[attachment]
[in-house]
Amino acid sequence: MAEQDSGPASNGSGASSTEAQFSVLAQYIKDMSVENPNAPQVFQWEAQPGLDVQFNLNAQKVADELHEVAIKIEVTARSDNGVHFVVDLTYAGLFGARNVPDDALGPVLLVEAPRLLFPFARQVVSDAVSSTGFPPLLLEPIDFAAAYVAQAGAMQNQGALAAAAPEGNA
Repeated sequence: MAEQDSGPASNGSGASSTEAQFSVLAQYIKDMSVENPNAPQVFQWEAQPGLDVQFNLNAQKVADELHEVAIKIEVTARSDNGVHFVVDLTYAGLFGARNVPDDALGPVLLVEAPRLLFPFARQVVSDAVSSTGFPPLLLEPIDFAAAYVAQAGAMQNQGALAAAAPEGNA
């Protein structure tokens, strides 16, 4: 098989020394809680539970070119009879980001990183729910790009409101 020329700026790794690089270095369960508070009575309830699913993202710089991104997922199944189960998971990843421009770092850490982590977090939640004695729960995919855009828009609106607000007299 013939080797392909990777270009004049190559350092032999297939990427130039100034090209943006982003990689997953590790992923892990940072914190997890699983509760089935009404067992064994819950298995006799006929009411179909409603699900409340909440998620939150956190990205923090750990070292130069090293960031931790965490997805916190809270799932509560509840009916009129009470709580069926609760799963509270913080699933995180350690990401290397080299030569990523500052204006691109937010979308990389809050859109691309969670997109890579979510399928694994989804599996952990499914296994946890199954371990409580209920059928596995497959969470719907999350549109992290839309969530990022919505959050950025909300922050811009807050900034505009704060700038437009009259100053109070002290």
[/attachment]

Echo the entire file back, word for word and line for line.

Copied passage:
[in-house]
Amino acid sequence: MAEQDSGPASNGSGASSTEAQFSVLAQYIKDMSVENPNAPQVFQWEAQPGLDVQFNLNAQKVADELHEVAIKIEVTARSDNGVHFVVDLTYAGLFGARNVPDDALGPVLLVEAPRLLFPFARQVVSDAVSSTGFPPLLLEPIDFAAAYVAQAGAMQNQGALAAAAPEGNA
Repeated sequence: MAEQDSGPASNGSGASSTEAQFSVLAQYIKDMSVENPNAPQVFQWEAQPGLDVQFNLNAQKVADELHEVAIKIEVTARSDNGVHFVVDLTYAGLFGARNVPDDALGPVLLVEAPRLLFPFARQVVSDAVSSTGFPPLLLEPIDFAAAYVAQAGAMQNQGALAAAAPEGNA
């Protein structure tokens, strides 16, 4: 098989020394809680539970070119009879980001990183729910790009409101 020329700026790794690089270095369960508070009575309830699913993202710089991104997922199944189960998971990843421009770092850490982590977090939640004695729960995919855009828009609106607000007299 013939080797392909990777270009004049190559350092032999297939990427130039100034090209943006982003990689997953590790992923892990940072914190997890699983509760089935009404067992064994819950298995006799006929009411179909409603699900409340909440998620939150956190990205923090750990070292130069090293960031931790965490997805916190809270799932509560509840009916009129009470709580069926609760799963509270913080699933995180350690990401290397080299030569990523500052204006691109937010979308990389809050859109691309969670997109890579979510399928694994989804599996952990499914296994946890199954371990409580209920059928596995497959969470719907999350549109992290839309969530990022919505959050950025909300922050811009807050900034505009704060700038437009009259100053109070002290």